Foundational Books and Essays
The kick-off statement of the Chicago school was Robert Park's 1915 essay, "The City: Suggestions for the Investigation of Human Behavior in the City Environment," in which Park lays out a program for scientific research. He presents a general argument, but he implies that the investigation should be carried out in Chicago. In 1925, Ernest Burgess published "Growth of the City: Introduction to a Research Project," which also became a landmark in urban studies. Burgess had been Park's student, but when he wrote this essay he was a faculty member. Then, in 1938, Louis Wirth published "Urbanism as a Way of Life," which may be seen as a capstone to the Chicago school. Like Burgess, Wirth had come to the department as a student, but after he got his Ph.D., and after he taught briefly at Tulane, he was brought back to become a faculty member.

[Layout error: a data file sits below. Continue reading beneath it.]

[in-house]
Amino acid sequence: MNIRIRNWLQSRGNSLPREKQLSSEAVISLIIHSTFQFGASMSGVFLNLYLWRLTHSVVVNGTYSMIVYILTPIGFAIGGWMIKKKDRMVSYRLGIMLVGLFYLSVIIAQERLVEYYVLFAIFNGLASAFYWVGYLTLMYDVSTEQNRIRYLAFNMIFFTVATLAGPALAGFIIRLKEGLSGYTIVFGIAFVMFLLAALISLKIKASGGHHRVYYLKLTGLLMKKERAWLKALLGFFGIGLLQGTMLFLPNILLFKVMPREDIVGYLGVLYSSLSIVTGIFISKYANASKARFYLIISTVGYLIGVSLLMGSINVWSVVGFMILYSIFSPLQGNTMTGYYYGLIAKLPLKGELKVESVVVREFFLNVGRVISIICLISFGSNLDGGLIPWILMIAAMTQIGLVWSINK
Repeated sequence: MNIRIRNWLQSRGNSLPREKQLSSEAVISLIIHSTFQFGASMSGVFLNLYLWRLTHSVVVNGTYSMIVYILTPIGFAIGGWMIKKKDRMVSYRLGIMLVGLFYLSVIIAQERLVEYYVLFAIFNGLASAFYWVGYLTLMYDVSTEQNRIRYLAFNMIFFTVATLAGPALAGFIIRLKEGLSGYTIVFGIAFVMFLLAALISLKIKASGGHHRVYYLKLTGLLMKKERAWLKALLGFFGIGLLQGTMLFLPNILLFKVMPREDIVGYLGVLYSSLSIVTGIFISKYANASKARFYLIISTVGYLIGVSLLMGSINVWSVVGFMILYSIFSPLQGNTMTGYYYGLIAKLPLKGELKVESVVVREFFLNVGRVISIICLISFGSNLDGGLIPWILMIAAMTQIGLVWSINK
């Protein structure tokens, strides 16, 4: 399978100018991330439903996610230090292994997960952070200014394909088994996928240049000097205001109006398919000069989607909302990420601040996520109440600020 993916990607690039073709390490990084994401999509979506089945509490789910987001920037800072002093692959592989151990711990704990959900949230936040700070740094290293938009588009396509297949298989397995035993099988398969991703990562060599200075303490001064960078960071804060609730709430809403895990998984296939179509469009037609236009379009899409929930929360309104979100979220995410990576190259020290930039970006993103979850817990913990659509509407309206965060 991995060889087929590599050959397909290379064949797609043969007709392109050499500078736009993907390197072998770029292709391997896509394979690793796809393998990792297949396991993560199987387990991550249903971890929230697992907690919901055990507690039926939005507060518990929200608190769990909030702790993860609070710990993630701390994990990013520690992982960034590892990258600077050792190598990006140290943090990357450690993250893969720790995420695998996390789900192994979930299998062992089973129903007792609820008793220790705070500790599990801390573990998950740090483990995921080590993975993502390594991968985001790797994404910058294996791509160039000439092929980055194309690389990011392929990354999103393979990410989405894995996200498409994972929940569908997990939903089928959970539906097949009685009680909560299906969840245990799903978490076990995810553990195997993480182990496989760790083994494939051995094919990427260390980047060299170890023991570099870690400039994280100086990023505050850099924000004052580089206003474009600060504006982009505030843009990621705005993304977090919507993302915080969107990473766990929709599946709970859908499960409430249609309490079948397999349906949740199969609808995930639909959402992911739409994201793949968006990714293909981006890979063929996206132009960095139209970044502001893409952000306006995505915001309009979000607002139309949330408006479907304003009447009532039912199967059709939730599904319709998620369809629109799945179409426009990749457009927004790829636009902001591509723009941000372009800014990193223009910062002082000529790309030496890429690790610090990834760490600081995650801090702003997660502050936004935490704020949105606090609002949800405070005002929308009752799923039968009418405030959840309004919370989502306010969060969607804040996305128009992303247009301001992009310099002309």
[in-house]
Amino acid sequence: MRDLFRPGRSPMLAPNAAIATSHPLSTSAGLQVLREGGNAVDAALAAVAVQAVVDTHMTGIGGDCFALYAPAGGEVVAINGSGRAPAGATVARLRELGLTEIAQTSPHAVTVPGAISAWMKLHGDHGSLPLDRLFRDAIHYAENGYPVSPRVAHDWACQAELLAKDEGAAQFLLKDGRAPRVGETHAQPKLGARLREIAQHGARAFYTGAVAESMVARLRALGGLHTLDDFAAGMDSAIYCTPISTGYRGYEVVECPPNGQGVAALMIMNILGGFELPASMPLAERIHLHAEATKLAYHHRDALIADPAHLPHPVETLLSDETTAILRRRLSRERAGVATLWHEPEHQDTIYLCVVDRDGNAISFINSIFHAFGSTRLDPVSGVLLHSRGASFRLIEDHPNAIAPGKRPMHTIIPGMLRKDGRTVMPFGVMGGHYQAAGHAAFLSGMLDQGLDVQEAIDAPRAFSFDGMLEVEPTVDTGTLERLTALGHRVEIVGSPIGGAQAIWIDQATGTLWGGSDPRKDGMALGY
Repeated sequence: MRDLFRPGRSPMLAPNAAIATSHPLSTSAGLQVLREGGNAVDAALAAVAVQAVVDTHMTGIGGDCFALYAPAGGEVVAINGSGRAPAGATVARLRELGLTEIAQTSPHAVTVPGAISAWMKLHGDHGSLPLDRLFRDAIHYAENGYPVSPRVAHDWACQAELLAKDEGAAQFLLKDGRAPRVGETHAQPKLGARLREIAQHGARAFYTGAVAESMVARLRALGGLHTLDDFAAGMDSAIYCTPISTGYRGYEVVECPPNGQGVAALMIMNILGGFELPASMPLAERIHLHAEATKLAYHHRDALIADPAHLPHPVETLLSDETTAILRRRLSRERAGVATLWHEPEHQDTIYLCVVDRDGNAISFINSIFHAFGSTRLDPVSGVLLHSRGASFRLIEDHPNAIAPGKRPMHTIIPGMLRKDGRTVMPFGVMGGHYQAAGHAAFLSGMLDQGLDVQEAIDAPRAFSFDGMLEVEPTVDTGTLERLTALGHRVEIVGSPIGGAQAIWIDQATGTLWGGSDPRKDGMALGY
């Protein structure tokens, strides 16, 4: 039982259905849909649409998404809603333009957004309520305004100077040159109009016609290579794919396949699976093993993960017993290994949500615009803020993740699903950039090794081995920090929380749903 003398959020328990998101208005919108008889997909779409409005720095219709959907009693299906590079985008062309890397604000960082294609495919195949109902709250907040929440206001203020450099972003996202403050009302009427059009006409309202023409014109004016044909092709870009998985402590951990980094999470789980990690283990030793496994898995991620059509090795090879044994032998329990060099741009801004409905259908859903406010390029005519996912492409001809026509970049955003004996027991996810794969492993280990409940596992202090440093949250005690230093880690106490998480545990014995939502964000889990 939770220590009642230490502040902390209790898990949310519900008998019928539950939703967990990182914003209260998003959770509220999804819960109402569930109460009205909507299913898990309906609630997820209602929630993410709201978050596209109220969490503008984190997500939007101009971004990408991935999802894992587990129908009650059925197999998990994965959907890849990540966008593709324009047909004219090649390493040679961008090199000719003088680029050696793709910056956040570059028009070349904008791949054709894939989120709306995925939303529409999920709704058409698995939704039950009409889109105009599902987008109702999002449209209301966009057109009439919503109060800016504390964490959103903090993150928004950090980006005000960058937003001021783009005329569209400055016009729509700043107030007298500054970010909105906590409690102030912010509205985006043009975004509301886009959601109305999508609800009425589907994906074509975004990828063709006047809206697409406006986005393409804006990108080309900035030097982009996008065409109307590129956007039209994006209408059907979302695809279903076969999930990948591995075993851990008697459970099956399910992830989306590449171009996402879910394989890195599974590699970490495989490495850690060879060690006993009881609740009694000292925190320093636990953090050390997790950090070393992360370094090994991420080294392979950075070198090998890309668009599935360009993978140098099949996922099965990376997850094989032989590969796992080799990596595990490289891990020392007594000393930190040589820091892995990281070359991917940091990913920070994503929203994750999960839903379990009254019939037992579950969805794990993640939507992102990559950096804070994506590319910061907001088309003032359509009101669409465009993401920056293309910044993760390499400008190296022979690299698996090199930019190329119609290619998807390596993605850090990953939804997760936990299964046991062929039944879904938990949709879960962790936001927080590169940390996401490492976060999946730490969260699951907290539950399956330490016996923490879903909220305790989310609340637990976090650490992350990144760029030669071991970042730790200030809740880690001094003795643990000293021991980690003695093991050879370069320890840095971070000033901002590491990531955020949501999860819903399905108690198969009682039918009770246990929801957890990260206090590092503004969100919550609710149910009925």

Like these essays, there is a group of books that anchor the Chicago School. British sociologist, Martin Bulmer, who wrote The Chicago School of Sociology, identifies the first two major empirical studies. ". . . The Polish Peasant in Europe and America, published in 1918-1920, marks the ascent of Chicago to a position of national and international leadership." Bulmer notes that "the next major piece of empirical research to appear (was) The Negro in Chicago (1922)."
Park and Burgess co-authored a textbook, Introduction to the Science of Sociology, which became popular in colleges and universities across the nation. Students referred to it as "the green bible."